Dan


_______________________________________


SP/4 Dan Matchik   <matchikd@yahoo.com>

I appreciate your reply and I sincerely hope other vets from Thailand or any other surrounding area assignment will feel better about they're contribution. I still have some issues to resolve I guess. Much of the stuff we did was kinda under the radar I guess.  I know there was some kind of explosion at Vayama after I left but, I've never been able to find anyone I was there with and, I do remember being told a mortar nest was found above our camp. I guess maybe I feel like I shouldn't have come home. Well, so much for my rambling. Again I state thanks for all of us.
Dan


___________________________________


Dan Matchik <matchikd@yahoo.com>

I can appreciate your liking the service you had. Unfortunately I served under some morons.
I originally enlisted thinking I would stay in for 20 {I'd have only been 37 then.  I spent 13 months on Wolmido Island in Korea, put in transfer requests for Nam but, they wouldn't approve them. The original Chief of AADCP # 2 was taken out after some unpleasantness involving myself – I was assigned to the 596TH quartermaster {petroleum Depot} {-} from there and spent maybe 6 months on riot control duty until we were shipped to camp Vayama in Thailand  as a unit.  After getting sick there I just rotated out and said the hell with it.

Dan 

Oh, incidentally the morale in these units I was in was in the toilet!

_________________________________________

Dan Matchik  <matchikd@yahoo.com>

Thanks for the latest reply Dana-I'm still trying to figure out the group’s usage (I'm not very computer savy). You mentioned an old Thai dozer which reminded me of:   We had an experimental dozer (was a D-4 with a D-6 motor). I was checked out to operate it before the unit was sent over from Ft Lee Virginia – then I found out it was made to be air dropped in the jungle and yours truly was supposed to clear chopper landing areas! Wasn't that gonna be a real hoot.  I could see the reports now "lost dozer probably due to operator negligence"

Do any of you guys know of operation CINCSTRIKE-?  What was the mission exactly?  I know we were assigned to 9th log for it in about July 1966.  That what the unit was sent to Camp Vayama for.  Lucky me- I was the only army guy on the cargo plane carrying critical equipment. That thing belched smoke and rattled from island to island from California to Thailand. I still remember the flak exploding outside the plane when we flew over Nam. My luck still holds I guess because we were never issued any ribbons or medals. I'm not sure they ever acknowledged we were even there. Naturally VA relies on the awards and medals to process any claims. You wouldn't believe the fight I had just to get an agent orange exam- I actually had to call the pentagon to have someone there call the Brecksville Ohio vets hospital so they would give me one.  For years I never thought I was considered a Nam vet- The civilians still gave me crap about it but, many vets that were in country didn't seem to think we did much.  Truthfully – I tried transferring to Nam a few times – being in hotspots and sensitive areas where you had no outlet was hell on my mind. For years now, I've been just waiting for the internal time bomb to go off from the dioxin and malathion and other sh*t.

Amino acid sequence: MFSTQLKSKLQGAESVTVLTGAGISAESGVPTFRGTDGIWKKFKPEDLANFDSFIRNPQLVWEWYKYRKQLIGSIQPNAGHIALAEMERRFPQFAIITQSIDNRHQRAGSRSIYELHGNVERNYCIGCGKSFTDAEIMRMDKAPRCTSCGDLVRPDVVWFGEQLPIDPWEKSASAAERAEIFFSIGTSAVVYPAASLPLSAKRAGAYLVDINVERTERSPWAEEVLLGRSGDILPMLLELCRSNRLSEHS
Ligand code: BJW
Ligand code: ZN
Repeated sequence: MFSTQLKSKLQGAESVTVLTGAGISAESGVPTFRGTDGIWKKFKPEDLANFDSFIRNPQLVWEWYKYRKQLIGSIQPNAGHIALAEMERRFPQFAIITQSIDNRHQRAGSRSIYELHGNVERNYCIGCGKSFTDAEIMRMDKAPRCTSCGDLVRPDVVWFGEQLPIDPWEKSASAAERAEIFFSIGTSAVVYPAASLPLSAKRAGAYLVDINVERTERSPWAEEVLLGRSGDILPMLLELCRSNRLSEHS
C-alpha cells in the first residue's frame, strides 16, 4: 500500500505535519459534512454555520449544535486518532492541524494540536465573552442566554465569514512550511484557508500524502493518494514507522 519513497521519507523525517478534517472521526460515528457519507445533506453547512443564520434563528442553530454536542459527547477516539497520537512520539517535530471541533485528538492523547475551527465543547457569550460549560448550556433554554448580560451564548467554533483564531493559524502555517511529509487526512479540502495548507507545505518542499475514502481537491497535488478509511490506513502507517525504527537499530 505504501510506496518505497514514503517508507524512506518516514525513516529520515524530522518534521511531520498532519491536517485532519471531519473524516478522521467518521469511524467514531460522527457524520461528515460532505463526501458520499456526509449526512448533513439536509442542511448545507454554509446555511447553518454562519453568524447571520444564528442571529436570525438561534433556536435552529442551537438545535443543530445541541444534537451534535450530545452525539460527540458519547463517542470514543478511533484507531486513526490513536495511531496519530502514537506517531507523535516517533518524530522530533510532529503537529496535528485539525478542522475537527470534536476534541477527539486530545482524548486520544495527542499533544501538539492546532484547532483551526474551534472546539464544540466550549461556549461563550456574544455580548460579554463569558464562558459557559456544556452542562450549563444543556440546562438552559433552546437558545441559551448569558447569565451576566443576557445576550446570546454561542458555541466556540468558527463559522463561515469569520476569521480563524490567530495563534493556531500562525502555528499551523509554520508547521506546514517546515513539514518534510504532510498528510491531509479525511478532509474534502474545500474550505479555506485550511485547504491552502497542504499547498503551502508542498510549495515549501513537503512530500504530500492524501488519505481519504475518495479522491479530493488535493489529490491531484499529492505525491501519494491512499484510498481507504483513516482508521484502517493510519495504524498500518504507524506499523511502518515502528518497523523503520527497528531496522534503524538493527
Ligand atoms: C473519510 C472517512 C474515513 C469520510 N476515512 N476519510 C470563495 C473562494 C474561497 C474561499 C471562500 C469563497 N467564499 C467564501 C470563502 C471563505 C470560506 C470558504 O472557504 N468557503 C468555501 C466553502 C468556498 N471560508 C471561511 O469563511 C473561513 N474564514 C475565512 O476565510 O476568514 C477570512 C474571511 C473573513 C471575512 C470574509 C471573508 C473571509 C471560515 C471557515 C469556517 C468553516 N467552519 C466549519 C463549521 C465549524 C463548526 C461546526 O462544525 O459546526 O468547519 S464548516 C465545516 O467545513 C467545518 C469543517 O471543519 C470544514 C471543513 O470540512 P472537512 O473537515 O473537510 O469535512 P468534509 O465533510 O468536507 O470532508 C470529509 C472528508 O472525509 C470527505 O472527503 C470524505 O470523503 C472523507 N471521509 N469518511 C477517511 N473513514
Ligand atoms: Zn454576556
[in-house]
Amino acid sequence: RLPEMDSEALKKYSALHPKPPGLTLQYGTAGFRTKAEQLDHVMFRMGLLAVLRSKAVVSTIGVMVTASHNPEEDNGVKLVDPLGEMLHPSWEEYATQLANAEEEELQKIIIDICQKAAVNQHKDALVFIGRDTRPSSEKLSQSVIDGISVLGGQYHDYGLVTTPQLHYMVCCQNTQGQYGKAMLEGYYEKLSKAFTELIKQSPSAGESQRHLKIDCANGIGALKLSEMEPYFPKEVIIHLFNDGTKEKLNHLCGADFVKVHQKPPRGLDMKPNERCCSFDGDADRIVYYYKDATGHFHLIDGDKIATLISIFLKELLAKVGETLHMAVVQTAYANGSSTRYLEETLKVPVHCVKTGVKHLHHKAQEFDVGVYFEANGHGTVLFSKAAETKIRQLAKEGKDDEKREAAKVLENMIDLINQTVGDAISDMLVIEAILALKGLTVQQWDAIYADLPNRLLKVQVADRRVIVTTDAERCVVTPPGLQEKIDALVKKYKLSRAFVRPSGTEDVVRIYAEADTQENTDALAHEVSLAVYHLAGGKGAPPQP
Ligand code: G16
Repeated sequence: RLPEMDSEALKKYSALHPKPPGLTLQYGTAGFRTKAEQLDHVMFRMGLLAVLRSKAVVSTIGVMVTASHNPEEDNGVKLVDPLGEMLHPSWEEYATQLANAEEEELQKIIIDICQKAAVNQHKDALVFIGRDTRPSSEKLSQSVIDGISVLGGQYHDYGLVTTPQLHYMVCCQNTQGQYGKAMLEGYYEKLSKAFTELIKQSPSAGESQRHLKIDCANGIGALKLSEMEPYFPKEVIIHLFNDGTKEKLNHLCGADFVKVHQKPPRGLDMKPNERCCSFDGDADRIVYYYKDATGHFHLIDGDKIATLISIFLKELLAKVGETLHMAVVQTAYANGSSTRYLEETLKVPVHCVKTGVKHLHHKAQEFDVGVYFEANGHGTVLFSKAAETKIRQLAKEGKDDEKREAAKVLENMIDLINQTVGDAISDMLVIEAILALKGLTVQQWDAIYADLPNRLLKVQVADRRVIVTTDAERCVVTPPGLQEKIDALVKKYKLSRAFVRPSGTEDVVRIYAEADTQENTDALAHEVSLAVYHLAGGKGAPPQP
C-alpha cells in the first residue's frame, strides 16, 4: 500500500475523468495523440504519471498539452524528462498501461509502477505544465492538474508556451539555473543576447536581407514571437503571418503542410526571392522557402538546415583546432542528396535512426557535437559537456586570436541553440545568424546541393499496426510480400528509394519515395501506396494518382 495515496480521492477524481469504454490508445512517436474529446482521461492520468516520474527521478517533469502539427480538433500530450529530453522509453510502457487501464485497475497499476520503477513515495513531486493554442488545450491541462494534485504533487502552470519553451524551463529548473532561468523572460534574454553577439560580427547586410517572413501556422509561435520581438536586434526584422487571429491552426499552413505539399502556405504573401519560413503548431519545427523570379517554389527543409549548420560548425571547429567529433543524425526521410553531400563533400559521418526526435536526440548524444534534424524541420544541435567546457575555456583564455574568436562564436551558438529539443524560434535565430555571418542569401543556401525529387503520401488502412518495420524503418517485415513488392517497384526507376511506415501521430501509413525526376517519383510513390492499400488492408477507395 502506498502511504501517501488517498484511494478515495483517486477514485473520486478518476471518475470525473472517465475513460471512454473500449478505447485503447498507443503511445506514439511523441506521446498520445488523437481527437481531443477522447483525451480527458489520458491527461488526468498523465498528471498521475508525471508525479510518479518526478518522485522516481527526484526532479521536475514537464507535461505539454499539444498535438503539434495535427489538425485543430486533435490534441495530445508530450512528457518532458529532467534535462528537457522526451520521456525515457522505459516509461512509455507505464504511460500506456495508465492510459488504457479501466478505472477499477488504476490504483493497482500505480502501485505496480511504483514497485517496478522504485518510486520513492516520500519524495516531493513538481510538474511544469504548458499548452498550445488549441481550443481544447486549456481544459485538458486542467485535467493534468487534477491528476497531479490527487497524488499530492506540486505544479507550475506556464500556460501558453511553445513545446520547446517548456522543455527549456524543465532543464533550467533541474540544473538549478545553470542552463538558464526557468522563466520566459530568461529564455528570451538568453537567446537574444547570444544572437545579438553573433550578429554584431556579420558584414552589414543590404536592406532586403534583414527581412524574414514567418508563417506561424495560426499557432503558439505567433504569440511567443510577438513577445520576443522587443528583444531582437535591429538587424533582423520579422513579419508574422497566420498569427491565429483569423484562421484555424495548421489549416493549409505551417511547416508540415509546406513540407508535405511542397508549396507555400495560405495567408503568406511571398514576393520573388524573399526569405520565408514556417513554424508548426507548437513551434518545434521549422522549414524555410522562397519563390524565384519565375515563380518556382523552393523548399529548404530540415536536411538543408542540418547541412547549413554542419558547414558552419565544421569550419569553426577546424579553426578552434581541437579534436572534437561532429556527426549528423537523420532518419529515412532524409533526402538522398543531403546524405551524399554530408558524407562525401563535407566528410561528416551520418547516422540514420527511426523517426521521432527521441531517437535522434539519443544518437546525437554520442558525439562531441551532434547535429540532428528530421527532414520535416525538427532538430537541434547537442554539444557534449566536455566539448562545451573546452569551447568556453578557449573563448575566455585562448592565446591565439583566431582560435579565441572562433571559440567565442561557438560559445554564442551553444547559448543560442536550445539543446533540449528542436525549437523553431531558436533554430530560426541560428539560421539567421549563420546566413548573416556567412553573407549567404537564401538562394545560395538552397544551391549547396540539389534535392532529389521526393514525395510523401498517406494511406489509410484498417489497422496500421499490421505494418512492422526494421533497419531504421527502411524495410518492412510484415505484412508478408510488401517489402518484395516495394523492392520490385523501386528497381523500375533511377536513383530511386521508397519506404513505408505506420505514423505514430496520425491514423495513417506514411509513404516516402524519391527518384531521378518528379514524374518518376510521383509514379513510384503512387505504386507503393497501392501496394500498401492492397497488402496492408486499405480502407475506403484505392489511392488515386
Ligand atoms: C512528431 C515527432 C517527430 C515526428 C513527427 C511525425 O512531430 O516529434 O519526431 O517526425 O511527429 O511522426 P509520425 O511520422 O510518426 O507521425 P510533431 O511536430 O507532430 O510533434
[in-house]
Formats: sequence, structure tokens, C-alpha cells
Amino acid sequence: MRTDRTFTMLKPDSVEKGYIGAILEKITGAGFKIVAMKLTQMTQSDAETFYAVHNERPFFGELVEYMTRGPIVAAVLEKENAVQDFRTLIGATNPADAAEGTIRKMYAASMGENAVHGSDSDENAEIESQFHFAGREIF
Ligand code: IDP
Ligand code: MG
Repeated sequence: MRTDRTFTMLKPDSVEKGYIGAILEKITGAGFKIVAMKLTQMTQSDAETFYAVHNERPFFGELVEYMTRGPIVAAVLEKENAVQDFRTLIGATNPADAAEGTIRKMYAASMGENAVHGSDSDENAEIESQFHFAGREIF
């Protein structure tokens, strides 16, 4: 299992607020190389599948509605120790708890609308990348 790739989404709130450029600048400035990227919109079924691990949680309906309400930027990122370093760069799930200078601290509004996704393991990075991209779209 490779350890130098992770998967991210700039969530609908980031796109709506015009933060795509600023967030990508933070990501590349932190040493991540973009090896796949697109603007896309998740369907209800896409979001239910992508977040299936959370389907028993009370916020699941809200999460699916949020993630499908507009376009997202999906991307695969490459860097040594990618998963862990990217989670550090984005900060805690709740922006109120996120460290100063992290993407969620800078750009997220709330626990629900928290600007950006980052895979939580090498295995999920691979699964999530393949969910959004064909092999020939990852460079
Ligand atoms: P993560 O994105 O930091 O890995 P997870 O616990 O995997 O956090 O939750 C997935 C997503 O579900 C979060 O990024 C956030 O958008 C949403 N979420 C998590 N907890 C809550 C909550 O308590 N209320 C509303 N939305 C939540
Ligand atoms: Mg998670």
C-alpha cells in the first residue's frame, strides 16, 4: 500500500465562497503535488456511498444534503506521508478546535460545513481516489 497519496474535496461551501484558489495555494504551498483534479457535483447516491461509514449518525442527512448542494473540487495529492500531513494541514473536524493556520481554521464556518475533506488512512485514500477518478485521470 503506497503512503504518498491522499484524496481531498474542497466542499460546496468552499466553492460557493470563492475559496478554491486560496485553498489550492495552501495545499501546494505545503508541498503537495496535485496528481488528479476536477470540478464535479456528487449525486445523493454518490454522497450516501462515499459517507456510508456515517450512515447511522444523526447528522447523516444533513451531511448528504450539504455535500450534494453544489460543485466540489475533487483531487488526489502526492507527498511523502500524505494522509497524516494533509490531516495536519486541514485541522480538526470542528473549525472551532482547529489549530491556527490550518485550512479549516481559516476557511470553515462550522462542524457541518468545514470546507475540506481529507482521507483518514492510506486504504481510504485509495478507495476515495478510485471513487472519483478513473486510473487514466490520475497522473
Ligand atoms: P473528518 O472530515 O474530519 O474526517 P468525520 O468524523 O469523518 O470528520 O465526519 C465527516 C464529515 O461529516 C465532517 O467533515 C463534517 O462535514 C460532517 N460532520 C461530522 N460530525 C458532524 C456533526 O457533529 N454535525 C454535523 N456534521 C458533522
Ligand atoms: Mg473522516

I've got the diabetes, various skin problems, had quadruple bypass surgery-etc, etc, etc
What I get for enlisting I guess!  Kept my promises, too bad congress, the DOD, and military never kept theirs.

DAN

____________________________________

Dan Matchik <matchikd@yahoo.com> wrote:

Gary-interesting information re: 596 but, I don't know how or where the unit came into the Vayama area. We were all at Travis  in Calif  I think. I had been on leave just prior to going over.  I think I met the unit there. Anyway the motor sgt came up to me and said I wasn't traveling with the rest of the company. I was assigned to accompany some critical equipment to Thailand. I was the only army guy on that cargo plane (sat in a web jump seat all the way over) I would guess the air force had a good time talking about the young army guy all by his lonesome in the back. I'd flown before but, wasn't real comfortable in that (c124 I think) smoke belching rattletrap. They told me they had to change spark plugs in all the engines  when we refueled. When we had flack popping outside the plane, I used the headphones to ask why we didn't climb above it. I was told we were too heavy to do that. My next question was why they didn't eject some of the load. The reply was that I was the cargo master and had to do it.(that was news to me). I didn't know how to even open the damned cargo door and they wouldn't. I think we landed in Korat somewhere (might have been Bangkok (not sure).  All I do remember was the air force guys all jumped out the belly door-they didn't even open the back. I eventually jumped too and tore myself up pretty good.

Dan

____________________________________

Dan, the unit landed at U-Tapao, and bus convoyed to Vayama.

 

Gary

____________________________________

Dan Matchik <matchikd@yahoo.com>

Gary I think the co of the 596th was a Capt Marcus-motor sgt was named Randall. I remember a John Milke (sounds like not sure of
spelling). I think he was a pipeline jocky. I remember him cause he always had a bull whip with him and he played with snakes alot. He